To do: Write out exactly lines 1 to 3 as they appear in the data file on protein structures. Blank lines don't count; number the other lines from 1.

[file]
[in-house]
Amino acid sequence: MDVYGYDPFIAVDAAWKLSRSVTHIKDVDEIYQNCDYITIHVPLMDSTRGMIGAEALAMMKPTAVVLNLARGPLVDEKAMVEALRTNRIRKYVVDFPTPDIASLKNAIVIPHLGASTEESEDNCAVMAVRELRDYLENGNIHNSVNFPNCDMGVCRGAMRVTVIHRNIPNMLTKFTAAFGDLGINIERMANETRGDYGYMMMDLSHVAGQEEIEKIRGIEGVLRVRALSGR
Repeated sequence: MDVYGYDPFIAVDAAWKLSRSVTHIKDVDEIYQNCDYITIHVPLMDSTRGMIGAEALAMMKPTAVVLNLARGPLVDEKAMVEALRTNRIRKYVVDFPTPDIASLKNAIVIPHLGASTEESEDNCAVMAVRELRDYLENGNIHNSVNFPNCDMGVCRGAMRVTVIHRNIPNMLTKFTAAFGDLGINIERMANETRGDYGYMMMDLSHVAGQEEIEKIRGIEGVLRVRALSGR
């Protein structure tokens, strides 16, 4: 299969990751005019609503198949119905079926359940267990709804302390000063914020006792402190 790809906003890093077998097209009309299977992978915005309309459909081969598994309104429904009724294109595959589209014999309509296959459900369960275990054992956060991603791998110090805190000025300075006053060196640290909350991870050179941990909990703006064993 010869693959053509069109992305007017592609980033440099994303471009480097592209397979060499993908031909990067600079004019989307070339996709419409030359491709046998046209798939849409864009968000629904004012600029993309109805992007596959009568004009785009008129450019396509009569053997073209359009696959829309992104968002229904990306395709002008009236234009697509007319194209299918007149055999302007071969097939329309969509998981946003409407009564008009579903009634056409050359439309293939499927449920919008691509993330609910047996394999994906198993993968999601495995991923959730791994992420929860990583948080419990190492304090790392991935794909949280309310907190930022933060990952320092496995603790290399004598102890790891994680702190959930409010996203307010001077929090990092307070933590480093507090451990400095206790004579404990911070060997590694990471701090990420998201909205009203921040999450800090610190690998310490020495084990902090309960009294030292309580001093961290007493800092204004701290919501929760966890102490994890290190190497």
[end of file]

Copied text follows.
[in-house]
Amino acid sequence: MDVYGYDPFIAVDAAWKLSRSVTHIKDVDEIYQNCDYITIHVPLMDSTRGMIGAEALAMMKPTAVVLNLARGPLVDEKAMVEALRTNRIRKYVVDFPTPDIASLKNAIVIPHLGASTEESEDNCAVMAVRELRDYLENGNIHNSVNFPNCDMGVCRGAMRVTVIHRNIPNMLTKFTAAFGDLGINIERMANETRGDYGYMMMDLSHVAGQEEIEKIRGIEGVLRVRALSGR
Repeated sequence: MDVYGYDPFIAVDAAWKLSRSVTHIKDVDEIYQNCDYITIHVPLMDSTRGMIGAEALAMMKPTAVVLNLARGPLVDEKAMVEALRTNRIRKYVVDFPTPDIASLKNAIVIPHLGASTEESEDNCAVMAVRELRDYLENGNIHNSVNFPNCDMGVCRGAMRVTVIHRNIPNMLTKFTAAFGDLGINIERMANETRGDYGYMMMDLSHVAGQEEIEKIRGIEGVLRVRALSGR